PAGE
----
For my dear friends that have been with me for the past two + years, you may recall that a short eleven months ago, I quit my job to co-found a start-up nonprofit organization.  Not only was I leaving a company and industry in which I had built my career but I'd also be exploring the world of working from home and diving into the nonprofit community with an unpaid position.

Working from home was / is an exercise in self-discipline.  It's also a little like Tom Hanks on Cast Away.  I woke up every morning at 7:30 am, shower and change into 'real' clothes and kept as normal of a schedule as I could, even though my commute consisted of walking to the other bedroom.  I never turned on the tv before 6 pm and I didn't take naps.  Oftentimes, the only real live person that I would see during the day was my UPS guy (aka 2012 best friend award winner).  I talked to myself.  I missed my coworkers but enjoyed the flexibility around my schedule, occasionally working from coffee shops and the fact that I could go grocery shopping during the week days.  And there was also this.

Our experience with the nonprofit community was 99% positive.  We met a lot of encouraging and supportive people who applauded our efforts and ideas.  We were also interrogated, examined, poked and prodded for the soundness of our mission and final product.  I'm happy to say that we have been able to flourish under the scrutiny.  There were / are pockets of doubt and those who said that we were terribly naive.  I won't deny that we may have been a little naive about what we were getting into but we were prepared for it.  We were willing to work hard and did.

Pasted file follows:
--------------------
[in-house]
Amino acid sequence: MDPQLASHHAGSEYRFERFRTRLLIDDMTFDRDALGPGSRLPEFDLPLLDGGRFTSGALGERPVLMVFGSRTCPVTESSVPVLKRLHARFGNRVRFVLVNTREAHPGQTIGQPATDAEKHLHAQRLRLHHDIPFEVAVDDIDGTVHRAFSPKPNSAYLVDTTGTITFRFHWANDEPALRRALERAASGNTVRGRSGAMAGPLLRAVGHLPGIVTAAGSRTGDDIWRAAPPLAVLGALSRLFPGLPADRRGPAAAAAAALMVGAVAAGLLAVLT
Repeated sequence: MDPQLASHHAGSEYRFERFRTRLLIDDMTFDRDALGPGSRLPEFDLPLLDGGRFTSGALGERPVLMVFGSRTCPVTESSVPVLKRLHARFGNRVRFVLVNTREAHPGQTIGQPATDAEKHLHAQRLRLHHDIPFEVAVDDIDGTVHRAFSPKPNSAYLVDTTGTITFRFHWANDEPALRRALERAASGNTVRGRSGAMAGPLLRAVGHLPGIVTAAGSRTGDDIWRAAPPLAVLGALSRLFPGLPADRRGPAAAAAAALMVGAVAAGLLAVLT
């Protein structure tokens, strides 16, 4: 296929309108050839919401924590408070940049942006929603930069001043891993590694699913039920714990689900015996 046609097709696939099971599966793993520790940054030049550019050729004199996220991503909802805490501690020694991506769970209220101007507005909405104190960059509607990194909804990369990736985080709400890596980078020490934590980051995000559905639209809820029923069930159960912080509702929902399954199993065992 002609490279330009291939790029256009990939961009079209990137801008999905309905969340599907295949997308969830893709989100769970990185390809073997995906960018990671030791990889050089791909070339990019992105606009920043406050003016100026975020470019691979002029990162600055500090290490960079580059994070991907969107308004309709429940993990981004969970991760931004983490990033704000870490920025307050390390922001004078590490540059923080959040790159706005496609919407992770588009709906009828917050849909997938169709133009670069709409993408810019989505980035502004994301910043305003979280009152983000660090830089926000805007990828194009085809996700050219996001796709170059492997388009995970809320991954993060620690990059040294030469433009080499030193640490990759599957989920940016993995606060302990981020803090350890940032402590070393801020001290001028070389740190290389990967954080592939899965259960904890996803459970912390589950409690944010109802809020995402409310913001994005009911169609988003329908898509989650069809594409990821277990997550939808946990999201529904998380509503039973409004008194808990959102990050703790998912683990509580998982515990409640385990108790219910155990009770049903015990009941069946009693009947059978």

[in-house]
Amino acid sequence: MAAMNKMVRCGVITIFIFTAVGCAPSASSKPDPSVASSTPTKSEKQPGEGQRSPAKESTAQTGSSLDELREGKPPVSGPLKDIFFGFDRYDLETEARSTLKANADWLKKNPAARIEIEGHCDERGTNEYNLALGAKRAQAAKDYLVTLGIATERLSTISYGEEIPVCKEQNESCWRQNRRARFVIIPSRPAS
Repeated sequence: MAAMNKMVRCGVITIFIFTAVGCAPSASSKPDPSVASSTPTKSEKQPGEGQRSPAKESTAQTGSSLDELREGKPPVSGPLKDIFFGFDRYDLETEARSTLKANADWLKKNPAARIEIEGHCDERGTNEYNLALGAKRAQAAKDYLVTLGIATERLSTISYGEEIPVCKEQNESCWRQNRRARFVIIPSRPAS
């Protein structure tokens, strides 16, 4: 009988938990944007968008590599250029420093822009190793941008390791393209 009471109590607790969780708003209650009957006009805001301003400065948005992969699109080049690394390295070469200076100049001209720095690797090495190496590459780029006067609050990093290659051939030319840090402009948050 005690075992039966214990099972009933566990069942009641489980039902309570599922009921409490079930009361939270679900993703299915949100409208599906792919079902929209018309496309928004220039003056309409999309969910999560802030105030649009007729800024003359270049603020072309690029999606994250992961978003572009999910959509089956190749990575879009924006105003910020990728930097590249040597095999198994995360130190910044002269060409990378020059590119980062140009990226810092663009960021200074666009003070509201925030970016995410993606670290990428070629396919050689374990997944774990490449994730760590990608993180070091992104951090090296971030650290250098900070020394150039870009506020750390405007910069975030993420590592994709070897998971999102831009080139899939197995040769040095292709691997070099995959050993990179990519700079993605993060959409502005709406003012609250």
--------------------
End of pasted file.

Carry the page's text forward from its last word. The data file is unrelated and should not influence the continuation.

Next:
Ultimately, we realized that funding for our nonprofit is going to involve a much longer-term time frame than what we had initially planned for.  Our organization is structured such that it can operate under an all-volunteer model.  I plan on being very involved in the leadership of the organization as well as the strategic direction that it goes in.

When I left my job, a lot of people thought I was crazy / brave to leave for a start up and for zero moneys.  I consider myself lucky to have had this opportunity and to have met the people I have during the past year.  I have a very encouraging support system and I was / am fortunate to have the financial flexibility to take on this endeavor.

The takeaway from all this for you is don't be afraid to do something risky, unexpected and different.  Don't be afraid of failure.  I've learned more in 2012 than I did during the last three years at my old job.  You'll never know that you're capable (or not capable) of if you don't try and in not trying and giving it a shot, you only cheat yourself.  Oh the road is tough and the emotional roller coaster is the most volatile one I've been on.  But the personal growth and development that you get out of it is exponential.

I start my new job on Friday and walk into the oblivion again, not knowing what to expect.  More stability than 2012?  Maybe.  But either way, I'm looking forward to what's to come and greatly have appreciated all your support and company during my last adventure.